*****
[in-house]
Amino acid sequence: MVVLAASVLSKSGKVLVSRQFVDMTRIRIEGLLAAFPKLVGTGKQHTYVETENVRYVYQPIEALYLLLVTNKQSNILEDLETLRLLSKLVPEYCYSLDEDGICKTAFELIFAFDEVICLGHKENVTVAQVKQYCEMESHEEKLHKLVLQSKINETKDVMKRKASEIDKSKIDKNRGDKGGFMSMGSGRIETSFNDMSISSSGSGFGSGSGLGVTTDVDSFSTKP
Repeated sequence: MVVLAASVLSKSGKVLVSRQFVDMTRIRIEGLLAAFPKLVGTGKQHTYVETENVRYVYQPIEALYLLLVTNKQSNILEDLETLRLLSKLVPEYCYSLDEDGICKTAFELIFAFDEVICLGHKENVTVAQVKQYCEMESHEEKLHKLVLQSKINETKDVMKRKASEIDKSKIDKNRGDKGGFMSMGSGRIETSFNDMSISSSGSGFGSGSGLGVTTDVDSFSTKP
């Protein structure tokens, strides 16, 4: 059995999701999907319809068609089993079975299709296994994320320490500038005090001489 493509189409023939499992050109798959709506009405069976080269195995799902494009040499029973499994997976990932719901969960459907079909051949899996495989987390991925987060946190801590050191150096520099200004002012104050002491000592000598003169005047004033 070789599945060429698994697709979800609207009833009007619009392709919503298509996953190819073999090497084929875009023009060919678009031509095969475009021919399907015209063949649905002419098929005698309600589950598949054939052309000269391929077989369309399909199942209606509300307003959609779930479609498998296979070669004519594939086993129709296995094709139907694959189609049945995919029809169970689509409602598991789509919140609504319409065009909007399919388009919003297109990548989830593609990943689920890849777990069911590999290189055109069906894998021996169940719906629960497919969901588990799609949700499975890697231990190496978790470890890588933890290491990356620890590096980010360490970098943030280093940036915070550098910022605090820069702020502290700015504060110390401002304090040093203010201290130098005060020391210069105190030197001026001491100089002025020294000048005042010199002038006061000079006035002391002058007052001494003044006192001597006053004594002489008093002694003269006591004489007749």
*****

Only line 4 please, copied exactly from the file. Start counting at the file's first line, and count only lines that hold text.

């Protein structure tokens, strides 16, 4: 059995999701999907319809068609089993079975299709296994994320320490500038005090001489 493509189409023939499992050109798959709506009405069976080269195995799902494009040499029973499994997976990932719901969960459907079909051949899996495989987390991925987060946190801590050191150096520099200004002012104050002491000592000598003169005047004033 070789599945060429698994697709979800609207009833009007619009392709919503298509996953190819073999090497084929875009023009060919678009031509095969475009021919399907015209063949649905002419098929005698309600589950598949054939052309000269391929077989369309399909199942209606509300307003959609779930479609498998296979070669004519594939086993129709296995094709139907694959189609049945995919029809169970689509409602598991789509919140609504319409065009909007399919388009919003297109990548989830593609990943689920890849777990069911590999290189055109069906894998021996169940719906629960497919969901588990799609949700499975890697231990190496978790470890890588933890290491990356620890590096980010360490970098943030280093940036915070550098910022605090820069702020502290700015504060110390401002304090040093203010201290130098005060020391210069105190030197001026001491100089002025020294000048005042010199002038006061000079006035002391002058007052001494003044006192001597006053004594002489008093002694003269006591004489007749």